As a group, criminal defense attorneys have failed miserably. Despite our efforts, prisons have grown like a strain of kudzu that thrives in any climate. In 1900, the American incarceration rate was 0.69 per 1,000 adults. In 2000, it was 4.78 per 1,000. Only prisoners are included in these numbers, almost a million more people are locked up in local jails. This orgy of incarceration has occurred amid a similar increase in the number of lawyers. In Georgia, the number of attorneys per capita tripled between 1900 and 2003. During that century, increases in household income expanded the population who could afford lawyers. For the first time, governments began helping those who could not. In 1900, no state provided attorneys to indigent defendants. By the 1950s, many states provided attorneys for indigent defendants, and, in 1963, the U.S. Supreme Court required all states to do so in Gideon v. Wainwright. Yet the decades after Gideon saw the biggest increase in incarceration in human history. If the job of criminal defense attorneys is keeping salvageable human beings out of prison, we have failed.
Compare this performance to medicine. My wife is alive because of a doctor. My son was born because doctors were able to save her life. Both of my grandfathers have lived well into their 80s as a result of modern medical advances. Their experiences are not uncommon. Between 1900 and 2000, life expectancy in the U.S. increased from 47 years to 77 years. Roughly 39% of the people who are alive today owe their lives to modern medicine.
If naïve Martian tried to study the effect of criminal defense attorneys armed only with statistics and regression software, he might conclude that an increase in the number of criminal defense attorneys causes greater incarceration. There is a tight correlation between the two. Even highly skilled criminal defense attorneys do not mean less incarceration. The federal system has long had well-compensated public defenders, most of whom earn six-figure salaries. Competition for these positions is keen, and they often go to graduates of top law schools. As a staff attorney at the U.S. Court of Appeals for the Eleventh Circuit, I read scores of polished briefs written by federal public defenders. These attorneys’ hard work and fine words did their clients little good. The defendant almost always lost.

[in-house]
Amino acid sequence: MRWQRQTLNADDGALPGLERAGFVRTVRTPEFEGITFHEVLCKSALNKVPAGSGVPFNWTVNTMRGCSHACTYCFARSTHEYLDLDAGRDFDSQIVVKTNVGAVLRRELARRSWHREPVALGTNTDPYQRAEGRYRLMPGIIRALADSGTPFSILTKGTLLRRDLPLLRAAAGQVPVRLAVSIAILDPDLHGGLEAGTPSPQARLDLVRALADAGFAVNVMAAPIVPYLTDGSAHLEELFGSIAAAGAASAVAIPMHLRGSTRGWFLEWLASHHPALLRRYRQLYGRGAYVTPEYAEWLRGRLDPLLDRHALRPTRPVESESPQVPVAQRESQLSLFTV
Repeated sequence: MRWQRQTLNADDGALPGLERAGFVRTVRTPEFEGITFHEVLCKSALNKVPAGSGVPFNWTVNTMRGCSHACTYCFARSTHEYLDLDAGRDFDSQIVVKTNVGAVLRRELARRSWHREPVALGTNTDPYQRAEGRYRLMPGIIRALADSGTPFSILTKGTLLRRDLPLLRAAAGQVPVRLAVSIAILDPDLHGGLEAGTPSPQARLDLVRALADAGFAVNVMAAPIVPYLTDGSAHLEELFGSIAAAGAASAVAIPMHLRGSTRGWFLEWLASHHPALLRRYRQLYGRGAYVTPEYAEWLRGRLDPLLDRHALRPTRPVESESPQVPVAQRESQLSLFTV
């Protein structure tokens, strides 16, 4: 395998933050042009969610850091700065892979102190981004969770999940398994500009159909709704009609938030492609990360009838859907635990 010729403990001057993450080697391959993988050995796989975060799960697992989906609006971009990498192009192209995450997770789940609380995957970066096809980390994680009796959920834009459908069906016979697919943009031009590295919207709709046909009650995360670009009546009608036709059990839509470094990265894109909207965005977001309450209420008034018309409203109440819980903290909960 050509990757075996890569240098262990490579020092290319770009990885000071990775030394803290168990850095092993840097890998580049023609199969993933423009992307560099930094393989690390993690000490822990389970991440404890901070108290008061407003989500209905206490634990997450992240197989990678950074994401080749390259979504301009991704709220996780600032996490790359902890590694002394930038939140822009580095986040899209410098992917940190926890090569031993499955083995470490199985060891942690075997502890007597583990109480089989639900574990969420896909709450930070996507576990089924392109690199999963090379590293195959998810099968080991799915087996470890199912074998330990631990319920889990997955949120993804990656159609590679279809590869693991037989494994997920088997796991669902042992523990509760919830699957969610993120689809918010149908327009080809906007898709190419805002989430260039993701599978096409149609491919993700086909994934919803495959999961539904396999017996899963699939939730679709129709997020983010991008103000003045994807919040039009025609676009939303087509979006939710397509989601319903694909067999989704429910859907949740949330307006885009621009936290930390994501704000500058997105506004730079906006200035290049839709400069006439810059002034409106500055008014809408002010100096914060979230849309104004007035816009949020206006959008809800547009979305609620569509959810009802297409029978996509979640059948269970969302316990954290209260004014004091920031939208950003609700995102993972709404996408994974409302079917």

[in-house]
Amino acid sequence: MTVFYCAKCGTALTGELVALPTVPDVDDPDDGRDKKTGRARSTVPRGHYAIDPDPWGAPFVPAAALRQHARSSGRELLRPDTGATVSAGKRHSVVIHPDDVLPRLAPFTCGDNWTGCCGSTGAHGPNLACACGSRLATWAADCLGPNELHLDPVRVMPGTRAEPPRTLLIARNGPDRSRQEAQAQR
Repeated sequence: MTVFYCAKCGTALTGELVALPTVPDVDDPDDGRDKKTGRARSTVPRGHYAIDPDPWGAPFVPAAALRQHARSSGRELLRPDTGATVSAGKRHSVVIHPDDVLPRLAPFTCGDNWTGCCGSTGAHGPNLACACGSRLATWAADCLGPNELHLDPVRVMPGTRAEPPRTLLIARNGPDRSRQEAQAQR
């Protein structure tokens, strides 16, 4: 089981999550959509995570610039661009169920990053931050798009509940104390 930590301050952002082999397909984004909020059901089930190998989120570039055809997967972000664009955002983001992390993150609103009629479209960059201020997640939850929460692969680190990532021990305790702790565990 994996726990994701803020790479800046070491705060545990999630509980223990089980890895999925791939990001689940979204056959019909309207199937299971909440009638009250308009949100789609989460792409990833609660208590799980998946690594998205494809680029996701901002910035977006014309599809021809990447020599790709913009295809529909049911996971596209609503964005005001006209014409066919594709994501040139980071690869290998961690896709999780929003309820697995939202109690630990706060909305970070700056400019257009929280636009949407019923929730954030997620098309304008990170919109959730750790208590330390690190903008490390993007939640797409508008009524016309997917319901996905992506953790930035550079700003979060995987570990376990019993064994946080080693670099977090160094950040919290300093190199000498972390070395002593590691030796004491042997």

Effective representation is not a panacea for the problems of the criminal justice system because society would never tolerate “miracle defenses” the way it embraces “miracle drugs.” Bacteria and tumors don’t vote. They are a common enemy, and no employable politician wants his constituents dead. Doctors are warriors in a communal fight, and roughly a third of government revenue is spent on health care. Crime victims, property owners, and concerned parents do vote, and they often care passionately about controlling crime. They tolerate criminal defense attorneys not to “help criminals,” but to keep law enforcement from arresting the wrong people. Many good citizens are leery of our trade. Let an advocate become too eloquent, and he might place his clients above the law. Let him mass produce this elixir and we’d be half way to anarchy. Free judges from mandatory minimums, and silver-tongued advocates might prove them gullible. No defense attorney has found the equivalent of penicillan, and if one did, it would soon be illegal.
When criminal defense attorneys claim the same efficacy as doctors, they become charlatans. There is no cure for a DUI, though there are many people eager to buy one. There is a course of treatment, which typically involves jail, fines, and license suspension. An attorney can help you win acquittal in a close case or one with police misconduct. He can help you win a charge reduction if the courts are swamped or the prosecutor is sympathetic. He can muster mitigating evidence, craft a course of rehabilitation, and advocate alternatives to incarceration. But he cannot give you impunity to violate the law.
The shame of our profession is that too many attorneys ignore the best arguments for the arguments that scared and naïve clients want to hear. American criminal sentences are disgracefully harsh. In the land of the free, we incarcerate more people than communist China, despite having one quarter of its population. Prison expenditures have impoverished state universities and forced many students deep into debt. The financial cost of many burglary sentences is greater than the cost of a four-year college degree. Mass incarceration ruins lives, guts families, and has scarred an entire generation. There are principled arguments for humane sentences, and Georgia law often gives judges the discretion to impose them. The criminal defense bar should stop selling snake oil and focus on justice.